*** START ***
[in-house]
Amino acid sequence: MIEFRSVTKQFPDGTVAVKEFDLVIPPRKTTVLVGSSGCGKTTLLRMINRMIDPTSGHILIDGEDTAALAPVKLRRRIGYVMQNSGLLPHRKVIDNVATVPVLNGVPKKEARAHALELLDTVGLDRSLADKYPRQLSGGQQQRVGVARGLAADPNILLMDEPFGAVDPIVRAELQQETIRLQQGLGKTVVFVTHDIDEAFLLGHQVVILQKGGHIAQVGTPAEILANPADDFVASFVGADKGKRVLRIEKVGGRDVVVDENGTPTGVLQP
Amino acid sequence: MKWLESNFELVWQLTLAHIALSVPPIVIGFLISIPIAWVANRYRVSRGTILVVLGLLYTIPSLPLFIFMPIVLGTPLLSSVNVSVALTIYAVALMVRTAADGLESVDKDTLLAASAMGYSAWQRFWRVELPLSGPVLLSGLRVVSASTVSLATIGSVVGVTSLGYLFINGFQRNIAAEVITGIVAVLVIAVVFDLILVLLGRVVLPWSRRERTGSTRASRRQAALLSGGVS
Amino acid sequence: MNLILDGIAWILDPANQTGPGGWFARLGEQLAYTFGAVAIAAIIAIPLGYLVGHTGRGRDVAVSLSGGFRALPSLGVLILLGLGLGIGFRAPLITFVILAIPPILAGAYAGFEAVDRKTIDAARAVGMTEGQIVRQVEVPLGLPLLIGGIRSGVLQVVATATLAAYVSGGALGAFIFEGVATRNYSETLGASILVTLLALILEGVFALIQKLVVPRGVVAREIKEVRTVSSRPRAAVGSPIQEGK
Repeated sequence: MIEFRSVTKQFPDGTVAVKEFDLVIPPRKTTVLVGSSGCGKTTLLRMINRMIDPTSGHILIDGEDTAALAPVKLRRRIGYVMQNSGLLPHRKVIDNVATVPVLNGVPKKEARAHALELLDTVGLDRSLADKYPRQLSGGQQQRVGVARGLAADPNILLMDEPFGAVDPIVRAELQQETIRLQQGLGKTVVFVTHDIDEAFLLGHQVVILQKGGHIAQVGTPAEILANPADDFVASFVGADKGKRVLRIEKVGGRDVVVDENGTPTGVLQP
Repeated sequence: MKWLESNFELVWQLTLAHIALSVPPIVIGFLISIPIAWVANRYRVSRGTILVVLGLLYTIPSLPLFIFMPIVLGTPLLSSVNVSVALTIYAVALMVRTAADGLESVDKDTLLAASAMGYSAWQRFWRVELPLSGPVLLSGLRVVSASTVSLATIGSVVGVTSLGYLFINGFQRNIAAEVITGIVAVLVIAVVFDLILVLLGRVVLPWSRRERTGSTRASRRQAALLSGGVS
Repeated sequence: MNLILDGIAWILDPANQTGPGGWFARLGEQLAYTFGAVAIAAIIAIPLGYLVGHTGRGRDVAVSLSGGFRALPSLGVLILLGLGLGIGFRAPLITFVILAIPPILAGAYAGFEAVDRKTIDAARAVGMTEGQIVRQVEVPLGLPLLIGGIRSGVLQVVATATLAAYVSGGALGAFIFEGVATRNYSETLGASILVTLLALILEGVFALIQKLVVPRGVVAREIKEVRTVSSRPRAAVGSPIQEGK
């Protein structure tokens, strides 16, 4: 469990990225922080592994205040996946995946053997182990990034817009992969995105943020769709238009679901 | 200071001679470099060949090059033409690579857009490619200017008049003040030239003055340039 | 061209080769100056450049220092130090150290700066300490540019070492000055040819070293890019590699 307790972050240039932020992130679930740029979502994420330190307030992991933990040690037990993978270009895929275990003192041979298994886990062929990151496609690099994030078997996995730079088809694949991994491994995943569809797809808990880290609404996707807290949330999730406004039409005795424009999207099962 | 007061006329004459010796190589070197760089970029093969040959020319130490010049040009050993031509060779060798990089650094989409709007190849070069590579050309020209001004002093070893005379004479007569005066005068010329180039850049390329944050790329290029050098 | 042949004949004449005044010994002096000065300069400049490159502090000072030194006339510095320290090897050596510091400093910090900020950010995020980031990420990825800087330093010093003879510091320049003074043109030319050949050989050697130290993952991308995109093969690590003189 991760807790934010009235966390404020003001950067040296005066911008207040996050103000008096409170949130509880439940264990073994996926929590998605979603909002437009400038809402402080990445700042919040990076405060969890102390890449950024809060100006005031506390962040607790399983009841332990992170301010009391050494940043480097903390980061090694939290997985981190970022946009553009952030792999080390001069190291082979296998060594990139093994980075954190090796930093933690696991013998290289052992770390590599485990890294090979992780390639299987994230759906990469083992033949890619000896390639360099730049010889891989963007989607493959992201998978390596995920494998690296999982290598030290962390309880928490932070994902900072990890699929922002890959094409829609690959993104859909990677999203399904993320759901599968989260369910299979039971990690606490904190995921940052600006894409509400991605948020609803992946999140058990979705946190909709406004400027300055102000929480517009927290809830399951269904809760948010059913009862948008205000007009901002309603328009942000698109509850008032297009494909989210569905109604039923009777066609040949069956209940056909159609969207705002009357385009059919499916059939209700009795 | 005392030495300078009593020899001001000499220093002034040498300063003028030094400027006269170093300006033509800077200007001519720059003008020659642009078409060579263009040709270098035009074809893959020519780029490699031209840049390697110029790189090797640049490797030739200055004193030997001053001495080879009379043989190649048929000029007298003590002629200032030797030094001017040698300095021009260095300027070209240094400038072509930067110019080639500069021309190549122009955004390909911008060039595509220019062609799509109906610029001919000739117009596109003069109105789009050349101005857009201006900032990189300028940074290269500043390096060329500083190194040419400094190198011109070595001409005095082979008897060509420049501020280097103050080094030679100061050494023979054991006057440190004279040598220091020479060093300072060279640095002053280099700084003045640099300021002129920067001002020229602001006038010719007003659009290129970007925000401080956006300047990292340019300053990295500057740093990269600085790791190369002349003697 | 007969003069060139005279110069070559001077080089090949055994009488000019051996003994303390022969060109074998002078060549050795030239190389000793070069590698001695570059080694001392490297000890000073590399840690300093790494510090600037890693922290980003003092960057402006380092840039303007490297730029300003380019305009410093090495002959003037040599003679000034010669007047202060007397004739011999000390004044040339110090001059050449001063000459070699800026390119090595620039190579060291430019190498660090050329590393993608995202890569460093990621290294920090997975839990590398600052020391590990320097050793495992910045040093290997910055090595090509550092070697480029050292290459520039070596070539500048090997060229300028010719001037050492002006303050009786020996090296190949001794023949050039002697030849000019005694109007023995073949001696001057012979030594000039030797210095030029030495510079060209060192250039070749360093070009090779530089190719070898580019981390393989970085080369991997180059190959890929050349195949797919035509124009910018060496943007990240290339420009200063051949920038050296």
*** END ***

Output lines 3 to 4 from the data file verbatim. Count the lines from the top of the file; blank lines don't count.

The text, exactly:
Amino acid sequence: MKWLESNFELVWQLTLAHIALSVPPIVIGFLISIPIAWVANRYRVSRGTILVVLGLLYTIPSLPLFIFMPIVLGTPLLSSVNVSVALTIYAVALMVRTAADGLESVDKDTLLAASAMGYSAWQRFWRVELPLSGPVLLSGLRVVSASTVSLATIGSVVGVTSLGYLFINGFQRNIAAEVITGIVAVLVIAVVFDLILVLLGRVVLPWSRRERTGSTRASRRQAALLSGGVS
Amino acid sequence: MNLILDGIAWILDPANQTGPGGWFARLGEQLAYTFGAVAIAAIIAIPLGYLVGHTGRGRDVAVSLSGGFRALPSLGVLILLGLGLGIGFRAPLITFVILAIPPILAGAYAGFEAVDRKTIDAARAVGMTEGQIVRQVEVPLGLPLLIGGIRSGVLQVVATATLAAYVSGGALGAFIFEGVATRNYSETLGASILVTLLALILEGVFALIQKLVVPRGVVAREIKEVRTVSSRPRAAVGSPIQEGK